Lois Corrine Bremer
Lois Corrine Bremer, age 94 of Middleville, took her final peaceful breaths on Easter Sunday, April 4, 2021 in her own bed surrounded by her loved ones. While all in this world may not have been prepared, Lois was ready to be called home by the Lord she loved and trusted. She is the last of the 12 children of Frank and Jennie Ruiter to join their parents in Heaven where she will also be reunited with her husband Thomas John Bremer, who passed in 1986 after 38 years of marriage, and her son Pastor Kenneth John Bremer who left this Earth a year ago.
Lois was born July 14, 1926, the tenth of Frank and Jennie's dozen children. She married Tom Sept. 25, 1948. Lois and Tom were introduced by Tom's older brother John in Chicago, and they were married within a couple years. After starting their family in Illinois, they were drawn to the edge of where the prairie meets the forest between Middleville and Yankee Springs. Lois' sister Alice Steiner lived there with her husband Fred “Fritz” Steiner. The two couples joined forces to settle in Michigan, with six children among them at the time. Lois and Tom moved into a home in town in Middleville where they lived until 1959 when they moved into the farm house neighboring Alice and Fritz. Lois and Tom lived there and raised their seven children over the next 30 years. Lois moved back to town after Tom's passing.
The two families shared the tradition of hosting a Ruiter Family Reunion each summer at their homes, a tradition that still lives on with more than 100 descendants of Frank and Jennie gathering each June.
As well as being a wife, sister, mother, grandmother, great grandmother and friend, Lois spent time as the recording secretary for the Village of Middleville planning commission, the Thornapple Township Board of Trustees and the Thornapple Township Planning Commission. She volunteered at Charlton Park for more than 20 years, worked for 11 years as the secretary at the Middleville United Methodist Church, and at the Sun and News for 17 years when the newspaper was headquartered in downtown Middleville. She regularly volunteered for community blood drives and to work elections at several local municipalities - and reportedly there were never any accusations of election fraud under her watch. She transitioned from the typewriter to the computer in her 80s when she was asked by the Village of Middleville to take the position of recording secretary for the planning commission.
Lois lived her faith with a servant's heart. She was raised Christian Reformed and joined the Methodist Church when she moved to Middleville in the 1950s. She taught Sunday school, helped with church bazaars, and was active in United Methodist Women. She was a part of the Snuggli Quilters and also enjoyed her time as a member of the Red Hat Ladies.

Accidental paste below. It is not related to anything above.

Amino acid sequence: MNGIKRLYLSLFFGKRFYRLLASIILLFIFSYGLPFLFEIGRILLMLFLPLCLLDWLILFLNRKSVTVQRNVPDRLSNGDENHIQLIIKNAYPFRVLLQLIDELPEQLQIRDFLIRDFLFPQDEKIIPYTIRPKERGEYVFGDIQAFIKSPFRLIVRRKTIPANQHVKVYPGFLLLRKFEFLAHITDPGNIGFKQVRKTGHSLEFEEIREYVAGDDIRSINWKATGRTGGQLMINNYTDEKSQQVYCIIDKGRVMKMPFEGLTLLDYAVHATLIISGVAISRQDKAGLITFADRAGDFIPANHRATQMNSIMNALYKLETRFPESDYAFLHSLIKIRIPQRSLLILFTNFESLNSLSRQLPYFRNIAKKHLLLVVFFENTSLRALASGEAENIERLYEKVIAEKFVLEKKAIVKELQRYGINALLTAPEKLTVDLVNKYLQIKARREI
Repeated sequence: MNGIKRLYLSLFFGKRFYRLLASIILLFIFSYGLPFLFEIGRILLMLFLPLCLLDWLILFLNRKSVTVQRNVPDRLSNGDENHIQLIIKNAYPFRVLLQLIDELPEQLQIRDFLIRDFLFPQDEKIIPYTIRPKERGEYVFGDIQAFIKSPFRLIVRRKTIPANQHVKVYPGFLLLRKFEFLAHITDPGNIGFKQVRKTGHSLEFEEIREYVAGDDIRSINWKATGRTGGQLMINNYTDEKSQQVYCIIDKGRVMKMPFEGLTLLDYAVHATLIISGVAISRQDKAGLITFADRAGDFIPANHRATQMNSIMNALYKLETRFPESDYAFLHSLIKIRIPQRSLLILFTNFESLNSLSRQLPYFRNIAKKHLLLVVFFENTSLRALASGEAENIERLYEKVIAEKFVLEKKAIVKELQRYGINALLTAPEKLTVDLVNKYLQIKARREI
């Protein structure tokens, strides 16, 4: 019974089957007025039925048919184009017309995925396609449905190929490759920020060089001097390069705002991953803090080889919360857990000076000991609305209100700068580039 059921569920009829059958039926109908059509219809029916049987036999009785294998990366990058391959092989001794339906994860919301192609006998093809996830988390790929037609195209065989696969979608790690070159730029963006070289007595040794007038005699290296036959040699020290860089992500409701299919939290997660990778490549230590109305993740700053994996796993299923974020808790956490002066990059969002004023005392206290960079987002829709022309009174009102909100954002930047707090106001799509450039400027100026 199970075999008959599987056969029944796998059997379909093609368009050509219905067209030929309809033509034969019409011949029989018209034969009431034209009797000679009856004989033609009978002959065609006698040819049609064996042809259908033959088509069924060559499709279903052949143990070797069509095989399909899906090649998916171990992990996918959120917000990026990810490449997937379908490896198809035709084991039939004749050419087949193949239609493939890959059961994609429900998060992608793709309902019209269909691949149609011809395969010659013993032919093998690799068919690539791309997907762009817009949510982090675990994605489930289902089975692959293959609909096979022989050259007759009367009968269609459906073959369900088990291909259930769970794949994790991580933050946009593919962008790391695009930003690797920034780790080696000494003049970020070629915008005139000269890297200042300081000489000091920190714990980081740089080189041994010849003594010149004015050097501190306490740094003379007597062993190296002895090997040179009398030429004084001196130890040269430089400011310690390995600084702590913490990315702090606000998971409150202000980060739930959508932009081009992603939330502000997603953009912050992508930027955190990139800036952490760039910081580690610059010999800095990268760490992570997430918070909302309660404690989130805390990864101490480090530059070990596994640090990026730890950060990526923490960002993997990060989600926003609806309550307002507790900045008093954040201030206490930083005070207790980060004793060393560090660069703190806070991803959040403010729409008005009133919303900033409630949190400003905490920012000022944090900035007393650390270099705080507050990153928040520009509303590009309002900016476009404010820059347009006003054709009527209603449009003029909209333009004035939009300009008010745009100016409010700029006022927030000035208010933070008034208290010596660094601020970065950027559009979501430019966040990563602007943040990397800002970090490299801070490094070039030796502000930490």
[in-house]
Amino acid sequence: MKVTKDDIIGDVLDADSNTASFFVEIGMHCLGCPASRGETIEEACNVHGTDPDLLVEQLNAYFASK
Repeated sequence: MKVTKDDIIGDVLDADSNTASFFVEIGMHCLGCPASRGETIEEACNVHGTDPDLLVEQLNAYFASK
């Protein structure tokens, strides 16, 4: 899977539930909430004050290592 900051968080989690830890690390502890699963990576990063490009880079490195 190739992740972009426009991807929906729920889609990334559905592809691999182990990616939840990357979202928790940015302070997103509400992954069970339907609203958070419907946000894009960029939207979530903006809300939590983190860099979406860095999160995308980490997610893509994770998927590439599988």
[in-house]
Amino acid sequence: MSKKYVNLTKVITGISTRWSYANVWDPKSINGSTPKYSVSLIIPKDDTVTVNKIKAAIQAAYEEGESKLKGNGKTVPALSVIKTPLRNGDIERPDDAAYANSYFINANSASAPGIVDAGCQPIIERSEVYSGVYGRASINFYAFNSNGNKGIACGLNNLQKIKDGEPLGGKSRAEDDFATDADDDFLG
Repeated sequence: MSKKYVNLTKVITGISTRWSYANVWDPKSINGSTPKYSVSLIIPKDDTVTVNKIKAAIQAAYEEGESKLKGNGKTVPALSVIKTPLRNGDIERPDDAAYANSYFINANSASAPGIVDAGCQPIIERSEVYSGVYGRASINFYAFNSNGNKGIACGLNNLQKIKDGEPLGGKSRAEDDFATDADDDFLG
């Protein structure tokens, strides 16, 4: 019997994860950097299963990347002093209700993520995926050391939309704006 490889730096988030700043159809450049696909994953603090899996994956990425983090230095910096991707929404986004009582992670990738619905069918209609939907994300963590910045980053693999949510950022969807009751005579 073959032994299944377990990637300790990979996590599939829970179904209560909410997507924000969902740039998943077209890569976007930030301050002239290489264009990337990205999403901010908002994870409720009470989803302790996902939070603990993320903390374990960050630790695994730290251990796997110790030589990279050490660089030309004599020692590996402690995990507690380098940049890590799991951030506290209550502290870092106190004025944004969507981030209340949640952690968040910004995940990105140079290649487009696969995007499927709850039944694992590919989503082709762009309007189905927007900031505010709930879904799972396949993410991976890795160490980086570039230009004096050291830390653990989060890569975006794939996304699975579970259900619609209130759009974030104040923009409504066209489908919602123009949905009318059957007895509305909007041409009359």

Lois was always surrounded by angels and sent them off on missions for all who needed them, whether they knew it or not. Not necessarily a thrill seeker, she took a guardian angel along herself for travels across the country to visit family and across the Atlantic to the Netherlands and eastern Europe. Lois took adventures in a hot air balloon, a stage coach, a glider and occasionally across Main Street near the Thornapple River on her battery-powered scooter with a great grandchild co-piloting on her lap.
Her life touched all the senses of those that came in contact with her. There were the tastes and smells of dozens of loaves of fresh white bread and cinnamon rolls on the table at home, glazed doughnuts in the United Methodist Church basement, a Wonka-esqe variety of hard candy during the holidays, pizza with cornmeal dusted crust on Christmas Eve, oilie koeken on New Year's Day, waffles for a Sunday supper and bacon buns, Swedish meatballs and kuglis at every conceivable family get-together (all recipes happily handed down to children and grandchildren). Rainbows danced across the kitchen from the sun-catchers spinning in her windows; red, blue, yellow and green bubble lights gave the illusion motion to her Christmas tree while reflecting their light off her milk glass collection; and brightly colored eggs danced on their strings in the wind as the lilac bushes began to bud each Easter. There was often the quiet hum of a hymn, a vibration one could feel as much as hear, as her rocking chair creaked in her corner where she had her windows out into the world. Around that world there are people snuggled underneath one of her quilts or supported by one of the mats she weaved out of repurposed grocery bags.
Lois is survived by her children: Mike and Janette Bremer, David and Colleen Bremer, Vicky (Idema) Bremer, Susan and Dave Enders, Frances and Daniel Tobin, Thomas and Brenda Bremer, and John and Kellie Bremer; 20 grandchildren; 31 great grandchildren; and an extended family tree with branches so wide and roots so deep that they won't fit on these pages. She was preceded in death by her parents, seven sisters and four brothers, as well as her husband Tom, son Ken and grandson John Ben.
A visitation is planned for Friday, April 9, from 3:00 to 7:00 p.m. at Beeler-Gores Funeral Home in Middleville. A funeral service is planned for Saturday, April 10, at 2:00 p.m. with the Reverend Dave McBride presiding at the Middleville United Methodist Church. A visitation will begin at 1:00 p.m., an hour prior to the service. Lois will be buried beside her husband Tom at Mount Hope Cemetery in Middleville at a private family service Monday. In lieu of flowers, contributions may be made to the Middleville United Methodist Church. Please visit www.beelergoresfuneral.com to share a memory or to leave a condolence message for Lois' family.